Image: Dr Paul Gilson (left) is presented with the 2019 Frank Fenner Award by Burnet Director and CEO Professor Brendan Crabb AC
Dr Paul Gilson cast himself as ‘the conductor’ and thanked his students for their outstanding contribution to his laboratory’s research in accepting Burnet Institute’s highest individual honour, the Frank Fenner Award for 2019.
The Head of Burnet’s Cell Imaging Facility, Co-Head of Burnet’s Malaria Virulence and Drug Discovery Group, and Co-Head (with Director and CEO Professor Brendan Crabb AC) of the Gilson/Crabb Laboratory, Dr Gilson has a special interest and expertise in how malaria parasites invade and thrive in human red blood cells and avoid host immunity.
His research over more than a decade at Burnet has helped to improve our understanding of these basic cellular processes to accelerate the development of new drugs and vaccines to combat malaria.
In his presentation, entitled Seeing is believing: Using live cell imaging for malaria research, Dr Gilson demonstrated many of the videos and techniques that have made him a pioneer in this field.
He said he was honoured and grateful to receive the Fenner Award for 2019.
“I’d like to thank my peers for awarding me this prize, I’d like to thank Brendan for all his support and enthusiasm over many years, but most importantly I would like to thank all the students and post-docs, numbering about 30, who have passed through the lab over the time I’ve been here,” Dr Gilson said.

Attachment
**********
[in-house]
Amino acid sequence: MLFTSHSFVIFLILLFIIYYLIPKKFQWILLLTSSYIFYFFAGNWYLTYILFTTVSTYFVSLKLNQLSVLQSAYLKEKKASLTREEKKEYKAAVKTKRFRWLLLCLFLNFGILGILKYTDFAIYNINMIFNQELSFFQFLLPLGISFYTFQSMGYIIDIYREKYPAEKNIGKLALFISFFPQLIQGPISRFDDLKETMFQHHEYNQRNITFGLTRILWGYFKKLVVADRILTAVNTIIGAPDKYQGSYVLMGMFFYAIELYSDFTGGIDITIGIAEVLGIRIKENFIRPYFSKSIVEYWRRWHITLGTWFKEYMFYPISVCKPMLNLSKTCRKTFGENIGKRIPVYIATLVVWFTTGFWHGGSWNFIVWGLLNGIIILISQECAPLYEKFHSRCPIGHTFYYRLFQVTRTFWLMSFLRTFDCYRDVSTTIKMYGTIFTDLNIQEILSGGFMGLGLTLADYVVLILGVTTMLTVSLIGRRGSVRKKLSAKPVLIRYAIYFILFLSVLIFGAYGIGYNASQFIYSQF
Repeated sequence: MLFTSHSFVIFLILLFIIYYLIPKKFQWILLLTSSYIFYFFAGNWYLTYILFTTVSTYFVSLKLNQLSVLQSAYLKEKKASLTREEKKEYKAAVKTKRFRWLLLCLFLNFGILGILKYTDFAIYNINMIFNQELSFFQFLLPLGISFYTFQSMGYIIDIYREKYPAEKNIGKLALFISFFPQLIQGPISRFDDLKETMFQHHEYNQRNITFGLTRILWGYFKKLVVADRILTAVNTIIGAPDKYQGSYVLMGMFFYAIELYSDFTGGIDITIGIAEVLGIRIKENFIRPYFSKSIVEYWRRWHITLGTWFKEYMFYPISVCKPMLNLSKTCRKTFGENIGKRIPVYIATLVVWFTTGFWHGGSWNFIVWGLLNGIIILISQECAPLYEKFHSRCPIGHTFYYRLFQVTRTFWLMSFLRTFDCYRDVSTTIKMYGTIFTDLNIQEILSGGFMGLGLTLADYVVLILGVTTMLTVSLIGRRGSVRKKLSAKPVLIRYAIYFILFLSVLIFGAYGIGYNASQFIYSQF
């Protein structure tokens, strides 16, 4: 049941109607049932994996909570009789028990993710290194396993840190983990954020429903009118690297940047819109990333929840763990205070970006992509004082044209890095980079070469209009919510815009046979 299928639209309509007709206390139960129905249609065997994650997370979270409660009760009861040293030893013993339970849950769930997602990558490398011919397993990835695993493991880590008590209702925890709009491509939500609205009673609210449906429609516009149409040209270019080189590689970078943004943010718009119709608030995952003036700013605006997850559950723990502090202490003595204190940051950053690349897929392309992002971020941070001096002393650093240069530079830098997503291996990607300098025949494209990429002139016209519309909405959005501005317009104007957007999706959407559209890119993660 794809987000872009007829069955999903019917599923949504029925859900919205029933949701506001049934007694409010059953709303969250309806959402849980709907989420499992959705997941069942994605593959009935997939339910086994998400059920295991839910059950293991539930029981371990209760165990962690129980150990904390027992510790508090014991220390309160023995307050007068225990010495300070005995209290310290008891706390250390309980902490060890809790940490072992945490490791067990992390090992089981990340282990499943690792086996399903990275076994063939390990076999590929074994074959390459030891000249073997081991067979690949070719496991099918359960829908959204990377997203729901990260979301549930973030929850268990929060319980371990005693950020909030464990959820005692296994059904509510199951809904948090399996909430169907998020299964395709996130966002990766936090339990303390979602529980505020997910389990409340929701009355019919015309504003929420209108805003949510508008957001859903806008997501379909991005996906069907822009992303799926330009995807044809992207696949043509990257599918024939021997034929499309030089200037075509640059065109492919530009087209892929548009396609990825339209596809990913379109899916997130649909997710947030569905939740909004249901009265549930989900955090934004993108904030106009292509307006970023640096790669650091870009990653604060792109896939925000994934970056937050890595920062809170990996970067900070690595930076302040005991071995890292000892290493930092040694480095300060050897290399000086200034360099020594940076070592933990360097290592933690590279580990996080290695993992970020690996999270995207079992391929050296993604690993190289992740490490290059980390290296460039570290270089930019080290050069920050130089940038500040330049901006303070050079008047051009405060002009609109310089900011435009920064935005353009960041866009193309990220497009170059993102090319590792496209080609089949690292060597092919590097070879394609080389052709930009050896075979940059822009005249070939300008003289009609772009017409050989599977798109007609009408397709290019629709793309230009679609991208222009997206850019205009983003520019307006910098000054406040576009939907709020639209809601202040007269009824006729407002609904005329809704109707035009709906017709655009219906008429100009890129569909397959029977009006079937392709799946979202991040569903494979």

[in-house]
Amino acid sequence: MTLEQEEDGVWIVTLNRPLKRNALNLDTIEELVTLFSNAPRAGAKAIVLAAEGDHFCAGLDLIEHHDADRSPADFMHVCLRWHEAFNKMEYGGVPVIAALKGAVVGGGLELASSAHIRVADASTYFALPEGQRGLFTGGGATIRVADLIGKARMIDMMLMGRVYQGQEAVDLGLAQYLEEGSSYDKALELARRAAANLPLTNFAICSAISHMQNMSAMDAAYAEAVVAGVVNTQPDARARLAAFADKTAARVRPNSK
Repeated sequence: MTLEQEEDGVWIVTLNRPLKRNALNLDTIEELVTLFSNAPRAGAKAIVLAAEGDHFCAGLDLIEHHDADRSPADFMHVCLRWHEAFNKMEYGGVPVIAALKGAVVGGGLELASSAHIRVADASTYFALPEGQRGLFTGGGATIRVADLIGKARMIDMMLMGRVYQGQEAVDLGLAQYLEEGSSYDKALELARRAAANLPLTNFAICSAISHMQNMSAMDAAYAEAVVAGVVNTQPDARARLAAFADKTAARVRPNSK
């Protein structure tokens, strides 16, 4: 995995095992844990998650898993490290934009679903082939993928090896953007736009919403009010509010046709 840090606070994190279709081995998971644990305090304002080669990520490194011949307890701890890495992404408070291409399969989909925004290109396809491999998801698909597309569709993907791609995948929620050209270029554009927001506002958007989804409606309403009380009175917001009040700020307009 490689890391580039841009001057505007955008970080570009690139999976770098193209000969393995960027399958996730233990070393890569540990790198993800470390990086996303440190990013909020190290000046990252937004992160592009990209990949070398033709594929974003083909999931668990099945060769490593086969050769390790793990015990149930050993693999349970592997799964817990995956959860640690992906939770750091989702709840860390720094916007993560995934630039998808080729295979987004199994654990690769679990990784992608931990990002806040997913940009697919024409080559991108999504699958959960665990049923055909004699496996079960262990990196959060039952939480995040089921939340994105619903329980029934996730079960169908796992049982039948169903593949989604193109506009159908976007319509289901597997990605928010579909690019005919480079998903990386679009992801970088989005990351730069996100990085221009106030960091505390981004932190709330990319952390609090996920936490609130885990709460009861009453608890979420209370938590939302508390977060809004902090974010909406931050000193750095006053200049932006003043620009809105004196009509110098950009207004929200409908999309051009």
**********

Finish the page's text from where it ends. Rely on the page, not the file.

“Really, Brendan and I are just the conductors, it’s the post-docs and the students who have really done the lion’s share of the work.”
In his introduction to the 2019 Fenner Lecture, Burnet Deputy Director Associate Professor David Anderson described Dr Gilson as a worthy winner of the award.
Image: Dr Gilson with students and researchers from Burnet’s Eliminate Malaria Program
“Paul has driven a lot of the molecular biology and especially all the imaging work on malaria that still shows us so much of what’s happening with this parasite that molecular biology couldn’t tell us, and the two sides to that story really complement each other so well,” Associate Professor Anderson said.
“Many of you will be aware of a recent collaborative study with Oxford where Burnet’s imaging work led by Paul was really able to nail some new findings on malaria vaccine development, and Paul’s development of a malaria drug development program targeting parasite invasion, again being able to use all those imaging skills.”
The Frank Fenner Award acknowledges significant contribution to Burnet’s vision and mission in the areas of medical research and public health, and is named after the great Australian virologist, the late Professor Frank Fenner AC.
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